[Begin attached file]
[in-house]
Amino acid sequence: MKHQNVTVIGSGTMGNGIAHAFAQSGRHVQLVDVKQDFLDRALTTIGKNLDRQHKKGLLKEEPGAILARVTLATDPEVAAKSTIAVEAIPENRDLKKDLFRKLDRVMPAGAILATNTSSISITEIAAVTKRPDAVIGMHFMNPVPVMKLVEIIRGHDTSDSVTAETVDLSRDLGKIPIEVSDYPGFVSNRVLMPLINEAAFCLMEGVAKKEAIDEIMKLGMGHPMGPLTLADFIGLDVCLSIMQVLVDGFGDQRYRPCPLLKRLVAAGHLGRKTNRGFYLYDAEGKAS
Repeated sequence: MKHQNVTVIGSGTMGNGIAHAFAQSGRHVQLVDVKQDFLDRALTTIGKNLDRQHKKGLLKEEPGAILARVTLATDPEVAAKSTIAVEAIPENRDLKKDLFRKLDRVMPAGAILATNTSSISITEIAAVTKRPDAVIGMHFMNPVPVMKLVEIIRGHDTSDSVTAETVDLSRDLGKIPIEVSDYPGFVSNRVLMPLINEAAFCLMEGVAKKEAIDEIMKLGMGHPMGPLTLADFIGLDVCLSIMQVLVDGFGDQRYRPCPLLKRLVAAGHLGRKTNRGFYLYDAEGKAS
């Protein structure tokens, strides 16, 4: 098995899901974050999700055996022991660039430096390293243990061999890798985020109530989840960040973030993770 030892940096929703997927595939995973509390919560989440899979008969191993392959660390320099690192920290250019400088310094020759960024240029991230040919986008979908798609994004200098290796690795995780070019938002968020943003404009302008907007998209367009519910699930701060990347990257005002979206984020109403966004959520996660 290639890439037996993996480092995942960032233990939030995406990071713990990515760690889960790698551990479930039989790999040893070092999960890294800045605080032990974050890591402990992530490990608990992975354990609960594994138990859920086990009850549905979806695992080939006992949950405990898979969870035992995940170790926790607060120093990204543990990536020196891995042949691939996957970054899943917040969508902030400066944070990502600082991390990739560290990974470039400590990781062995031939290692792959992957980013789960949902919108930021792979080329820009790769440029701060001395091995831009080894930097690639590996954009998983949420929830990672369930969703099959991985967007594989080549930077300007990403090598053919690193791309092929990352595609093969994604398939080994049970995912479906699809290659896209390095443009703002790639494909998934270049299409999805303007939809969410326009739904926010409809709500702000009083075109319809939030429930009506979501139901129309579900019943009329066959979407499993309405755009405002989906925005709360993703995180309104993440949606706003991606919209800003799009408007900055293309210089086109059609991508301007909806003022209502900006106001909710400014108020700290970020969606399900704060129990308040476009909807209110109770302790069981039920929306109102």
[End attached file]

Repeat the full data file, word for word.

[in-house]
Amino acid sequence: MKHQNVTVIGSGTMGNGIAHAFAQSGRHVQLVDVKQDFLDRALTTIGKNLDRQHKKGLLKEEPGAILARVTLATDPEVAAKSTIAVEAIPENRDLKKDLFRKLDRVMPAGAILATNTSSISITEIAAVTKRPDAVIGMHFMNPVPVMKLVEIIRGHDTSDSVTAETVDLSRDLGKIPIEVSDYPGFVSNRVLMPLINEAAFCLMEGVAKKEAIDEIMKLGMGHPMGPLTLADFIGLDVCLSIMQVLVDGFGDQRYRPCPLLKRLVAAGHLGRKTNRGFYLYDAEGKAS
Repeated sequence: MKHQNVTVIGSGTMGNGIAHAFAQSGRHVQLVDVKQDFLDRALTTIGKNLDRQHKKGLLKEEPGAILARVTLATDPEVAAKSTIAVEAIPENRDLKKDLFRKLDRVMPAGAILATNTSSISITEIAAVTKRPDAVIGMHFMNPVPVMKLVEIIRGHDTSDSVTAETVDLSRDLGKIPIEVSDYPGFVSNRVLMPLINEAAFCLMEGVAKKEAIDEIMKLGMGHPMGPLTLADFIGLDVCLSIMQVLVDGFGDQRYRPCPLLKRLVAAGHLGRKTNRGFYLYDAEGKAS
């Protein structure tokens, strides 16, 4: 098995899901974050999700055996022991660039430096390293243990061999890798985020109530989840960040973030993770 030892940096929703997927595939995973509390919560989440899979008969191993392959660390320099690192920290250019400088310094020759960024240029991230040919986008979908798609994004200098290796690795995780070019938002968020943003404009302008907007998209367009519910699930701060990347990257005002979206984020109403966004959520996660 290639890439037996993996480092995942960032233990939030995406990071713990990515760690889960790698551990479930039989790999040893070092999960890294800045605080032990974050890591402990992530490990608990992975354990609960594994138990859920086990009850549905979806695992080939006992949950405990898979969870035992995940170790926790607060120093990204543990990536020196891995042949691939996957970054899943917040969508902030400066944070990502600082991390990739560290990974470039400590990781062995031939290692792959992957980013789960949902919108930021792979080329820009790769440029701060001395091995831009080894930097690639590996954009998983949420929830990672369930969703099959991985967007594989080549930077300007990403090598053919690193791309092929990352595609093969994604398939080994049970995912479906699809290659896209390095443009703002790639494909998934270049299409999805303007939809969410326009739904926010409809709500702000009083075109319809939030429930009506979501139901129309579900019943009329066959979407499993309405755009405002989906925005709360993703995180309104993440949606706003991606919209800003799009408007900055293309210089086109059609991508301007909806003022209502900006106001909710400014108020700290970020969606399900704060129990308040476009909807209110109770302790069981039920929306109102």